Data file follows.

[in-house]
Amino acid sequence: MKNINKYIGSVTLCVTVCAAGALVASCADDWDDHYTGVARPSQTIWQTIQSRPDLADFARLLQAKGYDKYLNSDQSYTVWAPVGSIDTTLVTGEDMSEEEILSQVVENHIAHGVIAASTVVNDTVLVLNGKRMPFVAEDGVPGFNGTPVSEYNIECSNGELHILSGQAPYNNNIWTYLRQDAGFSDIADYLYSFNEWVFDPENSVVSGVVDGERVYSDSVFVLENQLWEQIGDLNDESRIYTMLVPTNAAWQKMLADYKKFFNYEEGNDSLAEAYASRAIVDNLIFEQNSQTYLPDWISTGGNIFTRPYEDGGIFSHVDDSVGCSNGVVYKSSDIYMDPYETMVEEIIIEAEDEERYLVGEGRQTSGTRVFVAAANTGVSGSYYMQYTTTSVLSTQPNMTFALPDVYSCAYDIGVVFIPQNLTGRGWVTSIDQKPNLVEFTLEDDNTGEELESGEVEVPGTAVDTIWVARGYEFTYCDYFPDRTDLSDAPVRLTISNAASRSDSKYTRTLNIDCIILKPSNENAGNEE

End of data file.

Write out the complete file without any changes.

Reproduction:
[in-house]
Amino acid sequence: MKNINKYIGSVTLCVTVCAAGALVASCADDWDDHYTGVARPSQTIWQTIQSRPDLADFARLLQAKGYDKYLNSDQSYTVWAPVGSIDTTLVTGEDMSEEEILSQVVENHIAHGVIAASTVVNDTVLVLNGKRMPFVAEDGVPGFNGTPVSEYNIECSNGELHILSGQAPYNNNIWTYLRQDAGFSDIADYLYSFNEWVFDPENSVVSGVVDGERVYSDSVFVLENQLWEQIGDLNDESRIYTMLVPTNAAWQKMLADYKKFFNYEEGNDSLAEAYASRAIVDNLIFEQNSQTYLPDWISTGGNIFTRPYEDGGIFSHVDDSVGCSNGVVYKSSDIYMDPYETMVEEIIIEAEDEERYLVGEGRQTSGTRVFVAAANTGVSGSYYMQYTTTSVLSTQPNMTFALPDVYSCAYDIGVVFIPQNLTGRGWVTSIDQKPNLVEFTLEDDNTGEELESGEVEVPGTAVDTIWVARGYEFTYCDYFPDRTDLSDAPVRLTISNAASRSDSKYTRTLNIDCIILKPSNENAGNEE